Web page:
Methods

Subjects and procedure

Twelve subjects (6 females) aged 19 to 27 years, free of medication and non-smokers participated in the experiment proper. Subjects with any of the following (or the history of) were excluded: epilepsy, paroxysms, cognitive impairments, mental, hormonal, metabolic or circulatory disorders. All participants gave written informed consent. The experiments were approved by the ethics committee of the University of Lübeck and were conducted in accordance with the Declaration of Helsinki. Subjects were tested on three conditions: anodal, cathodal and placebo stimulation, in separate sessions according to a double-blind crossover design. Sessions were separated by an interval of at least 1 week. Subjects were seated comfortably in front of a monitor presenting a modified visual Sternberg task. First a set of 1, 2 or 4 items (letters of the alphabet) was presented to memorize. After subjects pressed a button the memory set disappeared and after 2 sec a series of probe stimuli was presented. Every probe was paired with a mildly alerting tone (1000 Hz, 20 ms) to maintain the same high level of alertness throughout the experiment and subjects had to indicate whether or not the item was a member of the memorized set by pressing a "yes" or a "no" button with the index finger of their dominant hand. After this button press the probe was replaced with a feedback light for 200 ms informing the subject whether their response was correct (green) or incorrect (red). The next probe stimulus appeared after an interval of 1 sec. Instructions stressed both speed and accuracy, but underscored the importance of high accuracy. Six blocks of 65 trials were presented, whereby the first 15 trials in every block served as practice. Each memory set size was presented twice. Order of set size was randomized between subjects, but remained the same within a session and subject. Of the probe stimuli 25% required a positive response ("yes") and 75% a negative response ("no"). Presentation length of memory set and probe stimuli were terminated by the subjects' response. Only correct trials with reaction times not exceeding mean reaction times ± 2 SD were used for analyses.

Transcranial direct current stimulation (tDCS)

For tDCS two pairs of electrodes (8 mm diameter) were applied bilaterally at two fronto-lateral locations (F3 and F4 of the international 10:20 system, [46]), and at the two mastoids, in accordance with the dorsolateral prefrontal cortical activations reported in imaging studies involving working memory [47-49]. Anodal tDCS (positively charged electrode) or cathodal tDCS (negatively charged electrode) were applied intermittently (current strength: 260 μA; 15 sec-on/15 sec-off; two sec rise and fall time) over a period of 15 minutes by a battery driven constant current stimulator. Intermittent stimulation was employed to be comparable with a previous study [29]. In the placebo session electrodes were applied as in the stimulation sessions, but the stimulator remained off. Subjects did not report having felt the stimulation.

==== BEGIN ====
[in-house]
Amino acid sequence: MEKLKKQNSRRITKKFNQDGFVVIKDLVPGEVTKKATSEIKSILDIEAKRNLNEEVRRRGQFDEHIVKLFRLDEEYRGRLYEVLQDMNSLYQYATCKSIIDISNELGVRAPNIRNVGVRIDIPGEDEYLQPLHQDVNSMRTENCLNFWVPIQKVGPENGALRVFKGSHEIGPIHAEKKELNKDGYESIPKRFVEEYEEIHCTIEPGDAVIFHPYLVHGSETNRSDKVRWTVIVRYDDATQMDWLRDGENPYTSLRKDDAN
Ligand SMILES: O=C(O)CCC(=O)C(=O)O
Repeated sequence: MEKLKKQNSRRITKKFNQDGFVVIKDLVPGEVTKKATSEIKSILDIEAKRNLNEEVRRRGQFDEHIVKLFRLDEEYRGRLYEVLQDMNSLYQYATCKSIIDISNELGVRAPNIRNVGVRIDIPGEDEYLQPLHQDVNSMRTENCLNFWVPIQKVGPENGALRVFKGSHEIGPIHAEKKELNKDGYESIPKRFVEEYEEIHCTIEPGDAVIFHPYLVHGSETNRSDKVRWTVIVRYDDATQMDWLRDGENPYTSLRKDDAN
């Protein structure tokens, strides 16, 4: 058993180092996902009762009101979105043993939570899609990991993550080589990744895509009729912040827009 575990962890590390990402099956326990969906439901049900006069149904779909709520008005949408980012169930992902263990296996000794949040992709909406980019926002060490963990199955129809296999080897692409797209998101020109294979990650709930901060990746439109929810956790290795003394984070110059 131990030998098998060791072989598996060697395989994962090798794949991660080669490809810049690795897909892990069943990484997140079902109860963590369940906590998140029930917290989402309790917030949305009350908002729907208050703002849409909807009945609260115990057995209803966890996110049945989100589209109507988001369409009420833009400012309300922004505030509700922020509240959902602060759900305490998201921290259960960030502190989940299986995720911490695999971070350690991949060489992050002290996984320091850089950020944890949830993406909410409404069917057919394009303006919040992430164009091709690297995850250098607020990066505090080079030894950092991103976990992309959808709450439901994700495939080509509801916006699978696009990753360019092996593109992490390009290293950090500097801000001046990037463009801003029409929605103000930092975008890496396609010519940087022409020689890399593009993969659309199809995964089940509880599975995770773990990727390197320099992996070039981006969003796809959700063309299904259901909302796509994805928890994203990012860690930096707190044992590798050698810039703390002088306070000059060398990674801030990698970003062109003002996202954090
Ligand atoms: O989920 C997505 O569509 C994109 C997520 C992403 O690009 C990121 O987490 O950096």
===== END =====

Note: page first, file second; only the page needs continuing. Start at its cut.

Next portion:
In a supplementary analyses conducted to assess whether left sided frontal tDCS was more effective than right-sided stimulation, tDCS was applied unilaterally at the left (F3) and right (F4) prefrontal locations. These two sessions and the sham-tDCS session were separated by at least one week.

Statistical analysis

Statistical analyses of reaction time and error rate were based on ANOVA with repeated measures for polarity of stimulation (anodal, cathodal and placebo), response type (negative, positive) and set size (1, 2, 4 items). Mean reaction time as a function of memory set size was plotted. For the least-squares regression lines of these reaction time functions, slope and zero intercept were calculated and analyzed with an additional ANOVA with repeated measures factors for polarity and response type. The Greenhouse-Geisser method was used to correct for non-sphericity. Subsequently, pairwise contrasts were used to analyze reaction time and error rate (p < 0.05).

List of abbreviations

ANOVA analyses of variance

DLPFC dorsolateral prefrontal cortex

EEG electroencephalography

MEG magnetoencephalography

rTMS rapid transmagnetic stimulation

tDCS transcranial direct current stimulation

VLPFC ventrolateral prefrontal cortex

Authors' contributions

LM and MM participated in the planning and execution of the study and performed the data analysis. LM drafted the manuscript. The manuscript was subsequently revised by MM, HS and JB, and all four authors gave final approval.

Acknowledgements

We wish to thank Alexander Kraepalis for help in acquiring data, Horst Koller and Marek Zelazny of the University of Lübeck, Electronics Department, for building the constant current stimulator. This study was supported by the DFG (MA 2053, BO 854).